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Advisory Committee Chair

Laurence A Bradley

Advisory Committee Members

Olivio Clay

Jeffrey Edberg

Jarred Younger

Document Type

Dissertation

Date of Award

2017

Degree Name by School

Doctor of Philosophy (PhD) College of Arts and Sciences

Abstract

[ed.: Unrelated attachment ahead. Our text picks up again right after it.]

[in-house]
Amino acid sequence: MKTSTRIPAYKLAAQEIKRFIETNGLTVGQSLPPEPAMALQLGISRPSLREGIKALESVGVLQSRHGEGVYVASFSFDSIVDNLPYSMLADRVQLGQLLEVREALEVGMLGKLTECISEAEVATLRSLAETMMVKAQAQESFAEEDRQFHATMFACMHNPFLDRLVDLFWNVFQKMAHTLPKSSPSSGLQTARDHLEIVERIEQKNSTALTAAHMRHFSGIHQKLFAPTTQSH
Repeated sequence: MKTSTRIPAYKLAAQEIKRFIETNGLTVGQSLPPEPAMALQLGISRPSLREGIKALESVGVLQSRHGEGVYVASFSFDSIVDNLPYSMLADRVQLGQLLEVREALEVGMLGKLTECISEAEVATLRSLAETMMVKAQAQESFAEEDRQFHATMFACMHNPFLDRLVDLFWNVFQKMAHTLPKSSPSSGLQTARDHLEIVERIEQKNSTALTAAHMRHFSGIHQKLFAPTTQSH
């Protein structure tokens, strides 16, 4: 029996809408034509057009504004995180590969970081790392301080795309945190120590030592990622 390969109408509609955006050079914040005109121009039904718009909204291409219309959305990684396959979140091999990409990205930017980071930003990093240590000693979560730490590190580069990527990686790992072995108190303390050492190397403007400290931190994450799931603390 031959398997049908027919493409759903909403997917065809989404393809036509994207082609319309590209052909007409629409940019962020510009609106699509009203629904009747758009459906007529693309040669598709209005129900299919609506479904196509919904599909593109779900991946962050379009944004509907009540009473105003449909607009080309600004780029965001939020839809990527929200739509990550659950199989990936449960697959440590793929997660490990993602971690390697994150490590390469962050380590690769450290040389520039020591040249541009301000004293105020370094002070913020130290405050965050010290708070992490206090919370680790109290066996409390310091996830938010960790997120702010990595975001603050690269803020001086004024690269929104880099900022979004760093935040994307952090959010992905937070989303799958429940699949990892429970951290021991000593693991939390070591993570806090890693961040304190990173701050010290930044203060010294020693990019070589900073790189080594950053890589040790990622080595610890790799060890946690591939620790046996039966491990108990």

There is a growing body of literature that lends support to the relationship of perceived stress and pain perception. However, this relationship is influenced by many factors, including the duration of the stressors and the health of the individual. Additionally, physiological mechanisms underlying this relationship have not been fully characterized. Thus, the current investigation aimed to evaluate relationships between self-reported life stress and subsequent physiological responses (e.g., systolic blood pressure (SBP), plasma cortisol, and circulating resolvins) to an acute noxious stressor. A total of 50 community-dwelling adults without chronic pain participated in the study (50% African-American, 52% female). Prior to pain testing, participants reported perceived stress on the Depression, Anxiety, and Stress Scale – Stress Subscale (DASS21-Stress). They then underwent a cold pressor task (CPT) at 8 degrees Celsius, during which they reported pain intensity and unpleasantness ratings. Blood draws and SBP measurements were collected at baseline, during, and following the CPT. Results indicate that, consistent with hypotheses, higher levels of perceived stress predicted greater pain intensity reports during the CPT. However, despite a significant positive correlation, perceived stress was not found to be a significant predictor of pain unpleasantness ratings in a regression model including covariates. Additionally, higher reported stress predicted significant SBP reactivity during the CPT. In contrast, perceived stress did not significantly predict baseline SBP, nor SBP recovery in the 5 minutes following the CPT. No significant relationship amongst perceived stress and cortisol levels were found. Finally, a relationship between RvD1 and perceived stress was identified only at a trending level; however, no significant relationships were identified between resolvins D1 or D2 and reports of pain intensity, unpleasantness, or perceived stress. The results of the present study add to the existing literature by incorporating perceived life stress into the study, rather than relying solely on laboratory-induced stressors, and integrating multiple physiological systems into the analyses. Notably, these results may have important clinical implications, suggesting that individuals reporting increased perceived stress may respond more strongly to subsequent stressors. Thus, perceived stress may be important to assess when considering pain sensitivity and physiological reactivity to an acute noxious stressor.

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